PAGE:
Many of us run on short-staffed units. We arrive on scene and begin the stretch with just an officer and a firefighter on the line. Throw in a corner or two this can be a difficult stretch for just two people. But what if you come across a victim? Do you have a plan? Have you talked about it with your crew? Stats tell us that over 1/3 of the time civilians are found while trying to escape or control the fire. With odds that great we should plan and practice for it.
Civilian Activity Prior to Death in Residential Building Fires (2011-2013)
Civilian Activity When Injured in Residential Building Fires (2011-2013)
Leading Specific Location of Civilian Fire Fatalities (2011-2013)
Next shift have the conversation with your crew and all get on the same page. Then practice one man pinning the line and one-man victim drags. In my area, we also changed our first alarm pre-arrival assignments. The task of the first 2 arriving units is to team up to get the first line in place. That gives us 4-5 firefighters on the first line. This gives us plenty of manpower to mind the corners and control the door. It also affords us extra personnel in case we find a victim on the way to the seat of the fire. As soon as the first line is in place and flowing we break off the 2nd unit to begin the primary search.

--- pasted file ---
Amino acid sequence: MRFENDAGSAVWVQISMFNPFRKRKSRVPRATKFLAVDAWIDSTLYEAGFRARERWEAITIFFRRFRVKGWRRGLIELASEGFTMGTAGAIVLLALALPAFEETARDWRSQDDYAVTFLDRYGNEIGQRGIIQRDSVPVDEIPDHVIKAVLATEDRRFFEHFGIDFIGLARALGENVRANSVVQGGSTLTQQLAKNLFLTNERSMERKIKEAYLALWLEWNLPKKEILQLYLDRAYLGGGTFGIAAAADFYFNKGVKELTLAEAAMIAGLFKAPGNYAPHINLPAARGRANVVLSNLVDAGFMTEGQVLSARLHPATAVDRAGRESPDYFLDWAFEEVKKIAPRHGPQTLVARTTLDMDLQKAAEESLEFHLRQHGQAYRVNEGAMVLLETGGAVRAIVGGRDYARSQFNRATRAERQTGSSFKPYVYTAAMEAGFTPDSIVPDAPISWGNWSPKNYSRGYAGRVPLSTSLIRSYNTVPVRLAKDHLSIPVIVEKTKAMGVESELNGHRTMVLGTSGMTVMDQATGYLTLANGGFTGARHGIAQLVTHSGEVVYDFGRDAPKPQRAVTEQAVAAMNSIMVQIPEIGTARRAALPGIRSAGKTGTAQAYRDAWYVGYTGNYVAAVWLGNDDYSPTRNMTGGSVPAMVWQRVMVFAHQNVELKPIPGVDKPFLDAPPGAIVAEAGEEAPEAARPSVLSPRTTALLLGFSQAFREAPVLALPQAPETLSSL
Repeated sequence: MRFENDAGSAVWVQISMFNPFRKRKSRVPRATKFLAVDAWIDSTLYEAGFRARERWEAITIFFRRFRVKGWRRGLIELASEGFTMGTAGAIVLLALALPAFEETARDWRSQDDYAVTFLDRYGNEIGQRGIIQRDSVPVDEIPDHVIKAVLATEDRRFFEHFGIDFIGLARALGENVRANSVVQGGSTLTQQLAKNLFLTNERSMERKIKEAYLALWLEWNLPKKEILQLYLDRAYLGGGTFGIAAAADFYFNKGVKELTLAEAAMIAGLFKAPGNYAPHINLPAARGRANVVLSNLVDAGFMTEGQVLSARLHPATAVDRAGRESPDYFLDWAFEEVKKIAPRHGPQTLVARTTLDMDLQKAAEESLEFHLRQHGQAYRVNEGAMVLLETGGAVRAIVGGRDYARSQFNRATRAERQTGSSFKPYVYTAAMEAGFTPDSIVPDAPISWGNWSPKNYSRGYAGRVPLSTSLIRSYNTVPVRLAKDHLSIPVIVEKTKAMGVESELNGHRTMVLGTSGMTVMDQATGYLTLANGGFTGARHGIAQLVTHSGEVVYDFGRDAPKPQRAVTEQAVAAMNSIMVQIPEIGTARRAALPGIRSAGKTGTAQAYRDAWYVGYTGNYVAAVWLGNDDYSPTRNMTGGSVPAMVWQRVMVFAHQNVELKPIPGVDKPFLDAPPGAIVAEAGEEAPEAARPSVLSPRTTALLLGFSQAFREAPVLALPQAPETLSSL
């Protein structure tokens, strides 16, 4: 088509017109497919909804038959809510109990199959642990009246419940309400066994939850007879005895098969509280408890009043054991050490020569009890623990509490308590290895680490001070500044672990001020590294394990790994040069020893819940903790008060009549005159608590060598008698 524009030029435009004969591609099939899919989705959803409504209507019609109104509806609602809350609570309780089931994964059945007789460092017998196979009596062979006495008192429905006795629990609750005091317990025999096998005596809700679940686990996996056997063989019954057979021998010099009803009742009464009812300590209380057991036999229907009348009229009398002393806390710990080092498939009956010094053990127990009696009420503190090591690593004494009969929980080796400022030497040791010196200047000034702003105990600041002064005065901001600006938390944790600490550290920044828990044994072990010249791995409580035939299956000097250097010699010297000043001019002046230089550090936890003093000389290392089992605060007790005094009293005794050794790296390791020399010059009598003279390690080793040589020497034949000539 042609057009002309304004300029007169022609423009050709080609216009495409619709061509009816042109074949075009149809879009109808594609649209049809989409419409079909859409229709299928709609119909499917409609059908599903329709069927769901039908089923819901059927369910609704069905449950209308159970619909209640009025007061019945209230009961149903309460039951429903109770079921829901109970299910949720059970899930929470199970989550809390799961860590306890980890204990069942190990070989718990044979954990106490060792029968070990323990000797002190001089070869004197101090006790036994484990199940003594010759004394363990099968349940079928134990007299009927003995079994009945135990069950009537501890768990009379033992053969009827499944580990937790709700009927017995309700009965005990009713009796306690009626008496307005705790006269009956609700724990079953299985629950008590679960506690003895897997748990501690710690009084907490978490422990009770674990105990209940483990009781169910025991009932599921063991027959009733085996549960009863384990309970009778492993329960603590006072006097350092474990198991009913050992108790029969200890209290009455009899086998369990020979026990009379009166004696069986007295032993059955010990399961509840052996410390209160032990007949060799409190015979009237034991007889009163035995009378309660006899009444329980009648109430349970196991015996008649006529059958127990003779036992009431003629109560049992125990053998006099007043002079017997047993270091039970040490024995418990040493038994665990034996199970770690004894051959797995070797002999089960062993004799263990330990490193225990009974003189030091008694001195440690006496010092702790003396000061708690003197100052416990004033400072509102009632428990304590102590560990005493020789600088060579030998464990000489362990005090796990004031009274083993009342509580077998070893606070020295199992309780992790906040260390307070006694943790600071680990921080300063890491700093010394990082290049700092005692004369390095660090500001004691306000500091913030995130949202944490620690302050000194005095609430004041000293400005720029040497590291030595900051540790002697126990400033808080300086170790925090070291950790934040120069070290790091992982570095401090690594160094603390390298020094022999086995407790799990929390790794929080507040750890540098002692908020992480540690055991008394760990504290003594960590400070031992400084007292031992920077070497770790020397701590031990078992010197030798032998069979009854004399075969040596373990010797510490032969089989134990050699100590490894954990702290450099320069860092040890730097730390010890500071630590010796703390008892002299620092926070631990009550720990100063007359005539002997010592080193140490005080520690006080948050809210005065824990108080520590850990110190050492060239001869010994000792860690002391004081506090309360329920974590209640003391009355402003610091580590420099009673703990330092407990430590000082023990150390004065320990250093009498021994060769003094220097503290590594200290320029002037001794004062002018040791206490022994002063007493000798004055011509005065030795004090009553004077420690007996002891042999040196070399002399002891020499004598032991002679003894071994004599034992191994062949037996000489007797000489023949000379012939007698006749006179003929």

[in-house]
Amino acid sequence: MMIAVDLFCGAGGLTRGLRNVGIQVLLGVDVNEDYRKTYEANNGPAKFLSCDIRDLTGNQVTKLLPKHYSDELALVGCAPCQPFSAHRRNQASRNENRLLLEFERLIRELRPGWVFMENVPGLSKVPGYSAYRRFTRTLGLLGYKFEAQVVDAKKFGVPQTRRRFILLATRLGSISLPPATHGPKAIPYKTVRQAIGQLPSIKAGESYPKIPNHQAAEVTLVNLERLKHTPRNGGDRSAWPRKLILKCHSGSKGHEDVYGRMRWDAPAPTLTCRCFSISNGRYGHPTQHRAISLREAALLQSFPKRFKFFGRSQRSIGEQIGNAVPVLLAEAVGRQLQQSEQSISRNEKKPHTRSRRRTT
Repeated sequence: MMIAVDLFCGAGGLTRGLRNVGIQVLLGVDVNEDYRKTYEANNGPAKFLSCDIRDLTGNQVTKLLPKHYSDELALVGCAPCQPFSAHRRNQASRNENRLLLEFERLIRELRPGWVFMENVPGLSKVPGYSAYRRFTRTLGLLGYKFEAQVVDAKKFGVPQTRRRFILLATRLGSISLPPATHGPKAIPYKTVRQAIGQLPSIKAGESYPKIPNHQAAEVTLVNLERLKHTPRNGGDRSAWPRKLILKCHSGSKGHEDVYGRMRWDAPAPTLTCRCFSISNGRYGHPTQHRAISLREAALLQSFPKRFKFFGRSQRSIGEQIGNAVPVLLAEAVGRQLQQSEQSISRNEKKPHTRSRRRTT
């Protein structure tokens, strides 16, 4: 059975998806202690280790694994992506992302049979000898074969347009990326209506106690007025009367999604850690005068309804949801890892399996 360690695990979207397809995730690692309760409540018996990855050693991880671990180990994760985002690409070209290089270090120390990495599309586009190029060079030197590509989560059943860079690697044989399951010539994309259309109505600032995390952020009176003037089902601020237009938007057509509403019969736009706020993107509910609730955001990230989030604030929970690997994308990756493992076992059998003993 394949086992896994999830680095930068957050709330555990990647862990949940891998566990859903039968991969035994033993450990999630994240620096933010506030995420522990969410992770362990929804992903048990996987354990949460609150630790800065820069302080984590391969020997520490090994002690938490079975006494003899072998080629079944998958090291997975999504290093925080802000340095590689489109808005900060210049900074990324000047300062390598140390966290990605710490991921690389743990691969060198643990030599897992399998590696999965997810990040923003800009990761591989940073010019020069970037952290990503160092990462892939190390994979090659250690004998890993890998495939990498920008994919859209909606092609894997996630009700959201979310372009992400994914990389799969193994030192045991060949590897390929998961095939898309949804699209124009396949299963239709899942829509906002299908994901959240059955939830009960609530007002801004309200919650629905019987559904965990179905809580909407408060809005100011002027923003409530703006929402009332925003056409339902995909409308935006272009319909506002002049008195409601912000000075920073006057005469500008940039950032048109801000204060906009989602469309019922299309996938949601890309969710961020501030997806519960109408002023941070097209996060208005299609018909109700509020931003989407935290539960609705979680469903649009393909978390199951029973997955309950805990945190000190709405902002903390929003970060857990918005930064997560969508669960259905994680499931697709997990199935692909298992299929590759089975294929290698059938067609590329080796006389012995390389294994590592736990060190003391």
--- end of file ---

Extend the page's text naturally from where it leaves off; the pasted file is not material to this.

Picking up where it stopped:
San Bernardino City Fire-Attack Team makes a grab as first crew to arrive.
USFA Civilian Fire Fatalities in Residential Building Fires 2015
USFA Civilian Fire Injuries in Residential Building Fires 2015